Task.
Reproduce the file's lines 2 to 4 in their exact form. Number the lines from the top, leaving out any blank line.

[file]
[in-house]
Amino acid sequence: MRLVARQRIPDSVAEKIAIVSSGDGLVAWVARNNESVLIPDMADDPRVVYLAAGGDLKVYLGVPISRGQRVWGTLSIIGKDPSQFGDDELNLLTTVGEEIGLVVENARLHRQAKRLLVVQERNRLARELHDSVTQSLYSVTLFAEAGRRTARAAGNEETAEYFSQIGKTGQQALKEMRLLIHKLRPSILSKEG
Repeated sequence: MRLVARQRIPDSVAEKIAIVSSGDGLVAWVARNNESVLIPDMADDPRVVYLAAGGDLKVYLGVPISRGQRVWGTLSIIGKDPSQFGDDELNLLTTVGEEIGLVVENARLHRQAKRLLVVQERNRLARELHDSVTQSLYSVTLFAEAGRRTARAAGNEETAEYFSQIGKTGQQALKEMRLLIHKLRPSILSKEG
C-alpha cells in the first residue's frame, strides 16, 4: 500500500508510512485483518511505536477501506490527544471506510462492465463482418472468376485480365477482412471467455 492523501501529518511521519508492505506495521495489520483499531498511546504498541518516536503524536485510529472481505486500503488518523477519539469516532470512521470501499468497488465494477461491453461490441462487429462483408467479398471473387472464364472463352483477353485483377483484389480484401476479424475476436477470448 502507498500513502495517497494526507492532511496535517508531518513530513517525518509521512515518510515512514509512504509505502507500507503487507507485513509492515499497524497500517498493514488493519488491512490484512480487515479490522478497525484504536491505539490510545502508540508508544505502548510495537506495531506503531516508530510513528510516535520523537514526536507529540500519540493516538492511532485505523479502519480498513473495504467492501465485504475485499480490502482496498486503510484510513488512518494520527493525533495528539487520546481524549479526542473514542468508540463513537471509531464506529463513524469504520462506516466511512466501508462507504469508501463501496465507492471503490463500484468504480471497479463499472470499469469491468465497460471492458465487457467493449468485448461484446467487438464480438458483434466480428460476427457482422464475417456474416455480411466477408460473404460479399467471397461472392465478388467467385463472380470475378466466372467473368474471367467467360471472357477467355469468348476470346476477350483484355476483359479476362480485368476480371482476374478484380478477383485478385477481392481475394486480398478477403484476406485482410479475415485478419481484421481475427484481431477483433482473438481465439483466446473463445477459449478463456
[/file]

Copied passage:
Amino acid sequence: MRLVARQRIPDSVAEKIAIVSSGDGLVAWVARNNESVLIPDMADDPRVVYLAAGGDLKVYLGVPISRGQRVWGTLSIIGKDPSQFGDDELNLLTTVGEEIGLVVENARLHRQAKRLLVVQERNRLARELHDSVTQSLYSVTLFAEAGRRTARAAGNEETAEYFSQIGKTGQQALKEMRLLIHKLRPSILSKEG
Repeated sequence: MRLVARQRIPDSVAEKIAIVSSGDGLVAWVARNNESVLIPDMADDPRVVYLAAGGDLKVYLGVPISRGQRVWGTLSIIGKDPSQFGDDELNLLTTVGEEIGLVVENARLHRQAKRLLVVQERNRLARELHDSVTQSLYSVTLFAEAGRRTARAAGNEETAEYFSQIGKTGQQALKEMRLLIHKLRPSILSKEG
C-alpha cells in the first residue's frame, strides 16, 4: 500500500508510512485483518511505536477501506490527544471506510462492465463482418472468376485480365477482412471467455 492523501501529518511521519508492505506495521495489520483499531498511546504498541518516536503524536485510529472481505486500503488518523477519539469516532470512521470501499468497488465494477461491453461490441462487429462483408467479398471473387472464364472463352483477353485483377483484389480484401476479424475476436477470448 502507498500513502495517497494526507492532511496535517508531518513530513517525518509521512515518510515512514509512504509505502507500507503487507507485513509492515499497524497500517498493514488493519488491512490484512480487515479490522478497525484504536491505539490510545502508540508508544505502548510495537506495531506503531516508530510513528510516535520523537514526536507529540500519540493516538492511532485505523479502519480498513473495504467492501465485504475485499480490502482496498486503510484510513488512518494520527493525533495528539487520546481524549479526542473514542468508540463513537471509531464506529463513524469504520462506516466511512466501508462507504469508501463501496465507492471503490463500484468504480471497479463499472470499469469491468465497460471492458465487457467493449468485448461484446467487438464480438458483434466480428460476427457482422464475417456474416455480411466477408460473404460479399467471397461472392465478388467467385463472380470475378466466372467473368474471367467467360471472357477467355469468348476470346476477350483484355476483359479476362480485368476480371482476374478484380478477383485478385477481392481475394486480398478477403484476406485482410479475415485478419481484421481475427484481431477483433482473438481465439483466446473463445477459449478463456